Scans from a year of overseas military service …
Some friends have been urging me to scan photos I saved from my tour of duty in Vietnam from 1963-1964. Photographers, here’s my advice:
If you must keep photo albums at all, buy photo corners, if they still make them, four for each photo. Don’t buy the nifty kind pre-gummed albums into the pages of which you just place your photos and lay down the clear plastic overlay.
In ten years, possibly 15, the gum will become brittle and snapshots will start to fall out. In 43 years, there will be no evidence any gum ever existed. When you lift the album, a hundred or two hundred photo memories will fall in a disorganized jumble on the floor.
These galleries are not war albums. There was a war, but it was undeclared and for the most part still very remote to us, in 1963-1964, from where I served: an electronics outpost in III Corps, in the central highlands plateau of Vietnam, in a small town named Ban Me Thuot.
I found most of the country was absolutely beautiful. For the most part, the townspeople were still very friendly and nice to us. The Montagnard “mountain people” villagers were industrious, competent and delightful. We could trade long underwear for AK-47’s with the Special Forces, if we wanted (it could get chilly in the highlands), but these and other trophy firearms were, for us, primarily vanity pieces. It was a very different Vietnam than that which the media presented to the world later, when the thousands of combat troops arrived and the war heated up in earnest.
The slide scans begin with the little 2-1/2 by 3-1/2 prints developed at a local shop from 16mm film. These are not great quality, and the early ones do not even show the countryside as it was then; they show life in the compound and at the jobsite as I, an inattentive 19-year old technical specialist, saw it.
I started by scanning only a representative sample of the first album. The link to the newer Jalbum Galleries (10 Galleries, 20-36 shots per gallery) appears below, with more being added as time allows.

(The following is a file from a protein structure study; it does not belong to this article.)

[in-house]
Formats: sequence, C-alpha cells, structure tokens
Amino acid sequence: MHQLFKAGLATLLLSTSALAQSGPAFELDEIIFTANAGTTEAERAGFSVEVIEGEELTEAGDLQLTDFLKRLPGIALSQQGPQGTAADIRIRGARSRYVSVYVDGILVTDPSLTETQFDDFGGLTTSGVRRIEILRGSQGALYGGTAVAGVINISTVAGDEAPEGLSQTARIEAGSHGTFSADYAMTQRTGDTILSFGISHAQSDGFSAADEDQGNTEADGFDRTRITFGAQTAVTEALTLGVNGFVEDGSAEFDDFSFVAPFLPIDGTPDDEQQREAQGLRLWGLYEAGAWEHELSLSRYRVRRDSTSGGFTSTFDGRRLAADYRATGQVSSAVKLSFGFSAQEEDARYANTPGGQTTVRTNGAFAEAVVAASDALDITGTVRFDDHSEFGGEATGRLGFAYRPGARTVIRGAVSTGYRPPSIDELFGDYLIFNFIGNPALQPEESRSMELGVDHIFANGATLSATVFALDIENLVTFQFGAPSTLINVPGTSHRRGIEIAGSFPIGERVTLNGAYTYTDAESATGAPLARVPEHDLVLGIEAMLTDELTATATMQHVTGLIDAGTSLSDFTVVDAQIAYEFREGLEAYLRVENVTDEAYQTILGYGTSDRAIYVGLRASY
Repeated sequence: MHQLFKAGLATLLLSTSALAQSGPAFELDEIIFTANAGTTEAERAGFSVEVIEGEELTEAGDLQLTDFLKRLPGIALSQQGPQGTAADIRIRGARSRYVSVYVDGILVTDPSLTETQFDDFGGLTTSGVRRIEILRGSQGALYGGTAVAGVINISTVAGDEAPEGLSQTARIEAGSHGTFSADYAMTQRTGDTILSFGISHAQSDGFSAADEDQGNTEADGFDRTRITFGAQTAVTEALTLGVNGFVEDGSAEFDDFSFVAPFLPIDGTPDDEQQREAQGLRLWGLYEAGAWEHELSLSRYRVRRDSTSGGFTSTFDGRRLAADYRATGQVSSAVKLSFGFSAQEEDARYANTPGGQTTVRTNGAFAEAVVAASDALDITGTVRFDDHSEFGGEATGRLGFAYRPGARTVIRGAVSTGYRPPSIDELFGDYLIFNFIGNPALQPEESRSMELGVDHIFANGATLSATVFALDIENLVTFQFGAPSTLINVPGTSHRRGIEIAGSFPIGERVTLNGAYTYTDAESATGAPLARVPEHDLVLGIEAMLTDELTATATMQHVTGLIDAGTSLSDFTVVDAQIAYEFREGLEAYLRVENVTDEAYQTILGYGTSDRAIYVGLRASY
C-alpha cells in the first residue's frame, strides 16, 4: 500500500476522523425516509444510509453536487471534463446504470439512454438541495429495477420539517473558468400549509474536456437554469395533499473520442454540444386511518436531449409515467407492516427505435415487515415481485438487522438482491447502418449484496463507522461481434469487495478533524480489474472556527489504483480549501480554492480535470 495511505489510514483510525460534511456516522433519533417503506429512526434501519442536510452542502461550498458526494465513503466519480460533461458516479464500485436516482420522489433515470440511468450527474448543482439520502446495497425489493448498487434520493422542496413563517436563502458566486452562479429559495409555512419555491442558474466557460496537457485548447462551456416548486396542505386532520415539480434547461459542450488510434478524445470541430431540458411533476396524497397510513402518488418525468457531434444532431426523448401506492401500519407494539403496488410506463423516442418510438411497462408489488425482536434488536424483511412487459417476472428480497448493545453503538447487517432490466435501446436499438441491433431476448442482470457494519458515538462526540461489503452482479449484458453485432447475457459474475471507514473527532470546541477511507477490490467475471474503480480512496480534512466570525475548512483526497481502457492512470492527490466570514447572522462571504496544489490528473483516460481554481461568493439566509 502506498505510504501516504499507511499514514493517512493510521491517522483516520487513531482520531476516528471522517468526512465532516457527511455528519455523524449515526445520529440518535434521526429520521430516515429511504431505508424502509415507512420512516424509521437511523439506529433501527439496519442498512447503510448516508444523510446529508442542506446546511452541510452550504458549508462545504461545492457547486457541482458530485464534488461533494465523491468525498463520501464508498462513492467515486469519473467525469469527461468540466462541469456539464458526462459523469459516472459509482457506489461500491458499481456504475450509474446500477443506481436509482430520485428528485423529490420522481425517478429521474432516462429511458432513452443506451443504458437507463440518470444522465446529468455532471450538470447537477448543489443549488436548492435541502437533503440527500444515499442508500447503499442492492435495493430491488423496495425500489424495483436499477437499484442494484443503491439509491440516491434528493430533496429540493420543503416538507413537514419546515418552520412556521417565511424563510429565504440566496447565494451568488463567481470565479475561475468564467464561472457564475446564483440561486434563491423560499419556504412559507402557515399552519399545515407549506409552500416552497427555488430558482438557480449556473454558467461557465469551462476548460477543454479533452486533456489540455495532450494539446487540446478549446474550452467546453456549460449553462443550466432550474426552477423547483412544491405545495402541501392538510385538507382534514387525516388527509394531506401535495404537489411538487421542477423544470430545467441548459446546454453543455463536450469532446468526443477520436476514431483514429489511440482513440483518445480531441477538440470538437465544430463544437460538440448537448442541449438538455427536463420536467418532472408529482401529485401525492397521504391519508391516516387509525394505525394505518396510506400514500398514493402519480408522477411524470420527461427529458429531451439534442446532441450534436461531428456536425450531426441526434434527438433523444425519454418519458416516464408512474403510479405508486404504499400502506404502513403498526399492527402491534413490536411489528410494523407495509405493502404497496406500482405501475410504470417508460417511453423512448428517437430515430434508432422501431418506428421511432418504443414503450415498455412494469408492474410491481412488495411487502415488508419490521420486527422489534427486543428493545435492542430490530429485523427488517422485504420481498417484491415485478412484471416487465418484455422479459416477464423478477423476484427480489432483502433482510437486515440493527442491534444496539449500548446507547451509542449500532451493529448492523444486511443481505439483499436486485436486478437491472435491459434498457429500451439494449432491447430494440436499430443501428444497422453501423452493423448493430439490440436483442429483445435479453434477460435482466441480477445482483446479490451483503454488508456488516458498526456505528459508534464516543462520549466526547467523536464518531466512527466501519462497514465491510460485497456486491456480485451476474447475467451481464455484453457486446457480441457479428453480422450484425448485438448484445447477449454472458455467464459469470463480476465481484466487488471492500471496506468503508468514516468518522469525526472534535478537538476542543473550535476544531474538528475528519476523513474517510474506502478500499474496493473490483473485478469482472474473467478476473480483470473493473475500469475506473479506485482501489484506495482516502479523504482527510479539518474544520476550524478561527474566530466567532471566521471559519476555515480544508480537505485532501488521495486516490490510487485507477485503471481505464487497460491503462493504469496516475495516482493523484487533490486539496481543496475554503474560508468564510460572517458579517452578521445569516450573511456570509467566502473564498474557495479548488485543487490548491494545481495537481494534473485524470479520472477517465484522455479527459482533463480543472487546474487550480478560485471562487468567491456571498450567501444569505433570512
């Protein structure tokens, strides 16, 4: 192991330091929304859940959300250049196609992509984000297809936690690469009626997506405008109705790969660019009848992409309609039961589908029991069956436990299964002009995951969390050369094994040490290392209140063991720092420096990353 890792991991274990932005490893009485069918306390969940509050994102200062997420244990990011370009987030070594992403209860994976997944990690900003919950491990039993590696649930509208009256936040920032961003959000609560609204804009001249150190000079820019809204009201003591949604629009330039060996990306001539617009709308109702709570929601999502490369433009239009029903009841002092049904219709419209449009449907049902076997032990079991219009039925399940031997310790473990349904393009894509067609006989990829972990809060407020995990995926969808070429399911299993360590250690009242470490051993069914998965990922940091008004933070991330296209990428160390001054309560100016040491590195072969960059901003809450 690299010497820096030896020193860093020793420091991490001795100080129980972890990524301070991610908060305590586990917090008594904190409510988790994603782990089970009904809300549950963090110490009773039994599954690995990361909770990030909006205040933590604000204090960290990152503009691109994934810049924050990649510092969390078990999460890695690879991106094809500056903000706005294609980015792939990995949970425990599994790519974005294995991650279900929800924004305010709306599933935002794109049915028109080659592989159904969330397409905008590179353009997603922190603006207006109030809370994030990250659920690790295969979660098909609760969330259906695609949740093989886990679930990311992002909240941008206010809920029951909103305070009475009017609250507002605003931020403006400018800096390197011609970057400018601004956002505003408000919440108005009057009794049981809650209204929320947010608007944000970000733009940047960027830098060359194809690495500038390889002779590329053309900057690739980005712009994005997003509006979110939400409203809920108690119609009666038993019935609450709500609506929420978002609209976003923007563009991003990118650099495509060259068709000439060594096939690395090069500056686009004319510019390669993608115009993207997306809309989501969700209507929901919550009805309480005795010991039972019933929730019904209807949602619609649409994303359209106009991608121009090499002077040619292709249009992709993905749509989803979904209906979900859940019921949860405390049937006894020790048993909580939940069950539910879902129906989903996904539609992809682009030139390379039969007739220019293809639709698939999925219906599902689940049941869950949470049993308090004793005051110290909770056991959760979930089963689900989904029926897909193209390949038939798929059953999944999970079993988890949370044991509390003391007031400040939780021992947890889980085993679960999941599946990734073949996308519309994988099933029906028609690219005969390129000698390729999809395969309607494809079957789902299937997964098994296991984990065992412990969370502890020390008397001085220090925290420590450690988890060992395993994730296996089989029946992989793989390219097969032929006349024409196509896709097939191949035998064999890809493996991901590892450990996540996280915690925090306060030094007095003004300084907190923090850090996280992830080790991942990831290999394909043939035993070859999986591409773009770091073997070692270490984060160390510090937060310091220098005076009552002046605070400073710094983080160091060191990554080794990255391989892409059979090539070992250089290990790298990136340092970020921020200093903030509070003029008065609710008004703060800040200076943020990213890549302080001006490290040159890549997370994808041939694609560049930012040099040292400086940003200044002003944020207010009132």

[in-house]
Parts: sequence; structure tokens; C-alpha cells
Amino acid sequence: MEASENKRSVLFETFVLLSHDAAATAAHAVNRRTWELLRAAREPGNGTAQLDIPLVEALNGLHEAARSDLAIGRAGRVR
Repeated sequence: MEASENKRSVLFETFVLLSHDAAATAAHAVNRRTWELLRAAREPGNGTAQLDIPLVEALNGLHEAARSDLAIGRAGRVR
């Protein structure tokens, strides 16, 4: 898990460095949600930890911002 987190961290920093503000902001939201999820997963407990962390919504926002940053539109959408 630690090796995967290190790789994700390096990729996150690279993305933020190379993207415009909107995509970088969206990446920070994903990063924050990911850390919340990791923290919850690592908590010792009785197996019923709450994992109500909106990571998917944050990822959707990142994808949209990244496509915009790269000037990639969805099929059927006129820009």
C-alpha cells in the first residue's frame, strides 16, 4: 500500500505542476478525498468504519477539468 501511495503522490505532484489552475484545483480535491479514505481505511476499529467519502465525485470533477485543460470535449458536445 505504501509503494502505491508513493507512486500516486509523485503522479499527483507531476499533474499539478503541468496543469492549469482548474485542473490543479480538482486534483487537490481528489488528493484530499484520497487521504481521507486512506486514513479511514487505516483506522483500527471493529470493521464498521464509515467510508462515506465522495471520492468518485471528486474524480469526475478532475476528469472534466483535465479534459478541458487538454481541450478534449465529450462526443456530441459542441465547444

Galleries 1-6 were shot with a compact 16mm film camera, a Rollei I think. Image quality compared to about what you would expect from the earliest webcams of the early 1990’s. About halfway through my tour, I purchased a Nikkorex 35mm SLR with a nice 50mm lens, and photo quality improved greatly in galleries 7-10!
The one link below is to the album for all 10 Galleries. Images are keyworded, though there is no filter/sort/search capability in the gallery browser.
- Vietnam Galleries 196-1964 – Ban Me Thuot
Vietnam Gallery (1) September 1963 – Ban Me Thuot
Vietnam Gallery (2) August 1963 – Ban Me Thuot
Vietnam Gallery (3) July 1963 – convoy to Ghia Nghia and Dalat
Vietnam Gallery (4) August 1963 – Dalat
Vietnam Gallery (5) September 1963 – Ban Me Thuot
Vietnam Gallery (6) 1963-1964 – Enlargements and maps
Vietnam Gallery (7) March 1964 – color slide teasers, out of sequence
Vietnam Gallery (8) 1964 – B&W jumbo prints with the new camera
Vietnam Gallery (9) April 1964 – last roll of color slides (more B&W to come)
Vietnam Gallery (10) 1964 – Ban Me Thuot: B&W jumbo prints
Today, I do not even particularly like or admire that 19 year old kid in my past who took these pictures, but that kid somehow did manage to get through the experience with his eyes and mind partly open, and he was spared the horror and the baggage that affected so many brave troops who followed.
As the last rolls of film reveal, preparation for combat and the reality of war stepped up during my brief, early tour. There are some photos of war dead being ferried to or from our local airfield. They were Vietnamese casualties, but first and foremost they were human beings who got caught at the wrong place at the wrong time. The photos are part of the record of that era, but to this day it is difficult to find appropriate words.
Completely apart from consideration of the governments and militias that stage wars upon a land, is the land itself and the stories of those who live upon it, struggling to live as best they can under trying and difficult circumstances. It’s my personal opinion that the war, which so terraformed that land and so scarred its peoples and the battle-weary veterans, was primarily characterized by loss of purpose. Rain forest and jungle heal quickly; people, less so. If reports are true that Vietnam has once again become a vibrant and developing country, it’s been a long and difficult road for the Vietnamese people.
- I find a December 16, 2016 note from Ken Legendre concerning date of the Ban Me Thuot fire. WordPress didn’t give me an email “Approve” link and I’m very late getting around to processing it (April 2017). Ken writes:
“Guys, The correct date for the Bungalow fire is Dec 19th 1969; not the 17th. I was there with the Signal Detachment Co. C, 459th.”
I hope that some of these photos show that land and those people as things were then.
Alex Forbes copyright ©2007. Updated 10-12-2013.
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